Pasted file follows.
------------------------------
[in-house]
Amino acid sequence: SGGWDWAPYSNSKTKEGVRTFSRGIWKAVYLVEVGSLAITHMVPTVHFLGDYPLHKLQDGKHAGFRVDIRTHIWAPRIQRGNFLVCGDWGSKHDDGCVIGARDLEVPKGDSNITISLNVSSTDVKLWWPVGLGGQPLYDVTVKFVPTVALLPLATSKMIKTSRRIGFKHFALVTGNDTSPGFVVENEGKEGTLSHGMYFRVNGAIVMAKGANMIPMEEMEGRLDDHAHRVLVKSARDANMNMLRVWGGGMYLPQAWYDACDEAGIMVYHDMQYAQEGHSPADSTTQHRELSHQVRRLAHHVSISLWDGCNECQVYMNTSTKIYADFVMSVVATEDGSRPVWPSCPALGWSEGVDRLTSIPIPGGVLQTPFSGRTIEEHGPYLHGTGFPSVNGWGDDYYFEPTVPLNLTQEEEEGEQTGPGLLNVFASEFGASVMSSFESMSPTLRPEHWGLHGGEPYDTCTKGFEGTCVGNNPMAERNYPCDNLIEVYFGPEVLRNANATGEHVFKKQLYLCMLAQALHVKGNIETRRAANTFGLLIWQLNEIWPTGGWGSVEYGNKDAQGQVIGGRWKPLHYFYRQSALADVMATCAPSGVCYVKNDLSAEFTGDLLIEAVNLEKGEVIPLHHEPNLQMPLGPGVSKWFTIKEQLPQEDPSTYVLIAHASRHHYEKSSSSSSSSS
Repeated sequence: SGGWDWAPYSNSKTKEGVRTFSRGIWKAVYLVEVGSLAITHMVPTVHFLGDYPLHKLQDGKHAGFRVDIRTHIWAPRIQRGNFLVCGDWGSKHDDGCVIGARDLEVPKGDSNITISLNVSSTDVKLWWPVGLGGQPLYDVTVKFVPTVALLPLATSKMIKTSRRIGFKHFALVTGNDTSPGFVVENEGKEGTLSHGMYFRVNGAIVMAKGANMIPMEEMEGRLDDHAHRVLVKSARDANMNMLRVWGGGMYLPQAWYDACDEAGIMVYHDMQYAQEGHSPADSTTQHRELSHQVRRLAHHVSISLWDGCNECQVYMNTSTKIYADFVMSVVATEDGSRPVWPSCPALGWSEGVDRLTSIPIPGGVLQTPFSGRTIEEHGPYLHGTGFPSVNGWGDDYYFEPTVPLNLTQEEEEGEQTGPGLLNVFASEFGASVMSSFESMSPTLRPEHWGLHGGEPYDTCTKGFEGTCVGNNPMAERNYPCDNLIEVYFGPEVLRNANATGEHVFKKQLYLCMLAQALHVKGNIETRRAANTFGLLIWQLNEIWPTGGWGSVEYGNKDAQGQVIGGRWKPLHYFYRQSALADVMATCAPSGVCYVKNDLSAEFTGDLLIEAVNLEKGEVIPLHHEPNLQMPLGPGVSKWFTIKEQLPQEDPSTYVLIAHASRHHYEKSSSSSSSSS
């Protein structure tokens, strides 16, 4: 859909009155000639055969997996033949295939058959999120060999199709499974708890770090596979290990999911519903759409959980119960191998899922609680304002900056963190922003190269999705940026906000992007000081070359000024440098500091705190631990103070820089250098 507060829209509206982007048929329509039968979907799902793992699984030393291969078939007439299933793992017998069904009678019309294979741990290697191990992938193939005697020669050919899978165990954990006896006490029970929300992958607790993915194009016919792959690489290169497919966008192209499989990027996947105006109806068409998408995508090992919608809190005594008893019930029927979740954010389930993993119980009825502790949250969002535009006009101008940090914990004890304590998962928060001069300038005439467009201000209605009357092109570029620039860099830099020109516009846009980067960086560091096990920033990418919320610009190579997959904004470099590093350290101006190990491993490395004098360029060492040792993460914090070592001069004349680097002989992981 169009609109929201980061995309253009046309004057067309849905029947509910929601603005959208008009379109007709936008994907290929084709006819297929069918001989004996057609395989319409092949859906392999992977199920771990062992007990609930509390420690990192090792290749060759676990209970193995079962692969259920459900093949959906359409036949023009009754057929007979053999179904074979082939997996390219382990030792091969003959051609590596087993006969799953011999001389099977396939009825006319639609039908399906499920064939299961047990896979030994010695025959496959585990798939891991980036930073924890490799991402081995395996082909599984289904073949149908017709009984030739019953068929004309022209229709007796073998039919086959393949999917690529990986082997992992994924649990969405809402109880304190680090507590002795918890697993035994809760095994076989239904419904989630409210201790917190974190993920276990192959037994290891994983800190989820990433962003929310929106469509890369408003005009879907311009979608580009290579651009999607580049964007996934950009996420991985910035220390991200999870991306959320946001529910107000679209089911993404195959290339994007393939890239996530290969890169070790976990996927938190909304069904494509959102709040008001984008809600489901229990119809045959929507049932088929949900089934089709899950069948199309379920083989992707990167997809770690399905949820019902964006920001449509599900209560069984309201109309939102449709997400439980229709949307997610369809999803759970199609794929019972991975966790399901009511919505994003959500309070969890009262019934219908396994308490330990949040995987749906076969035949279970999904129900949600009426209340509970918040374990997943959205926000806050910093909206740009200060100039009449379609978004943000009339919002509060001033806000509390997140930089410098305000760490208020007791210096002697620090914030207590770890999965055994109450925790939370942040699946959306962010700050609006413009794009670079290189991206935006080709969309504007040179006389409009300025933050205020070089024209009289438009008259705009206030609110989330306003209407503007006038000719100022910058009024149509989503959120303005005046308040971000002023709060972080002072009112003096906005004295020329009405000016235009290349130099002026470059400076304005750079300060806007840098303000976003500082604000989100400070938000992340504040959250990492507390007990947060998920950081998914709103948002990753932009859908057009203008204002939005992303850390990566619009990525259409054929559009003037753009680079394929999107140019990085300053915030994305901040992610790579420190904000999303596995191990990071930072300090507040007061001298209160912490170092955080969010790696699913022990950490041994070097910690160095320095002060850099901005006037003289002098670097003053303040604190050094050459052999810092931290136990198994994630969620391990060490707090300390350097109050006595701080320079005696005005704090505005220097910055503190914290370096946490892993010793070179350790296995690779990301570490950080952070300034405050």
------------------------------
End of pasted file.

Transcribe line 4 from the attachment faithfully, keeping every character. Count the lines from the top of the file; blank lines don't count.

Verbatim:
């Protein structure tokens, strides 16, 4: 859909009155000639055969997996033949295939058959999120060999199709499974708890770090596979290990999911519903759409959980119960191998899922609680304002900056963190922003190269999705940026906000992007000081070359000024440098500091705190631990103070820089250098 507060829209509206982007048929329509039968979907799902793992699984030393291969078939007439299933793992017998069904009678019309294979741990290697191990992938193939005697020669050919899978165990954990006896006490029970929300992958607790993915194009016919792959690489290169497919966008192209499989990027996947105006109806068409998408995508090992919608809190005594008893019930029927979740954010389930993993119980009825502790949250969002535009006009101008940090914990004890304590998962928060001069300038005439467009201000209605009357092109570029620039860099830099020109516009846009980067960086560091096990920033990418919320610009190579997959904004470099590093350290101006190990491993490395004098360029060492040792993460914090070592001069004349680097002989992981 169009609109929201980061995309253009046309004057067309849905029947509910929601603005959208008009379109007709936008994907290929084709006819297929069918001989004996057609395989319409092949859906392999992977199920771990062992007990609930509390420690990192090792290749060759676990209970193995079962692969259920459900093949959906359409036949023009009754057929007979053999179904074979082939997996390219382990030792091969003959051609590596087993006969799953011999001389099977396939009825006319639609039908399906499920064939299961047990896979030994010695025959496959585990798939891991980036930073924890490799991402081995395996082909599984289904073949149908017709009984030739019953068929004309022209229709007796073998039919086959393949999917690529990986082997992992994924649990969405809402109880304190680090507590002795918890697993035994809760095994076989239904419904989630409210201790917190974190993920276990192959037994290891994983800190989820990433962003929310929106469509890369408003005009879907311009979608580009290579651009999607580049964007996934950009996420991985910035220390991200999870991306959320946001529910107000679209089911993404195959290339994007393939890239996530290969890169070790976990996927938190909304069904494509959102709040008001984008809600489901229990119809045959929507049932088929949900089934089709899950069948199309379920083989992707990167997809770690399905949820019902964006920001449509599900209560069984309201109309939102449709997400439980229709949307997610369809999803759970199609794929019972991975966790399901009511919505994003959500309070969890009262019934219908396994308490330990949040995987749906076969035949279970999904129900949600009426209340509970918040374990997943959205926000806050910093909206740009200060100039009449379609978004943000009339919002509060001033806000509390997140930089410098305000760490208020007791210096002697620090914030207590770890999965055994109450925790939370942040699946959306962010700050609006413009794009670079290189991206935006080709969309504007040179006389409009300025933050205020070089024209009289438009008259705009206030609110989330306003209407503007006038000719100022910058009024149509989503959120303005005046308040971000002023709060972080002072009112003096906005004295020329009405000016235009290349130099002026470059400076304005750079300060806007840098303000976003500082604000989100400070938000992340504040959250990492507390007990947060998920950081998914709103948002990753932009859908057009203008204002939005992303850390990566619009990525259409054929559009003037753009680079394929999107140019990085300053915030994305901040992610790579420190904000999303596995191990990071930072300090507040007061001298209160912490170092955080969010790696699913022990950490041994070097910690160095320095002060850099901005006037003289002098670097003053303040604190050094050459052999810092931290136990198994994630969620391990060490707090300390350097109050006595701080320079005696005005704090505005220097910055503190914290370096946490892993010793070179350790296995690779990301570490950080952070300034405050």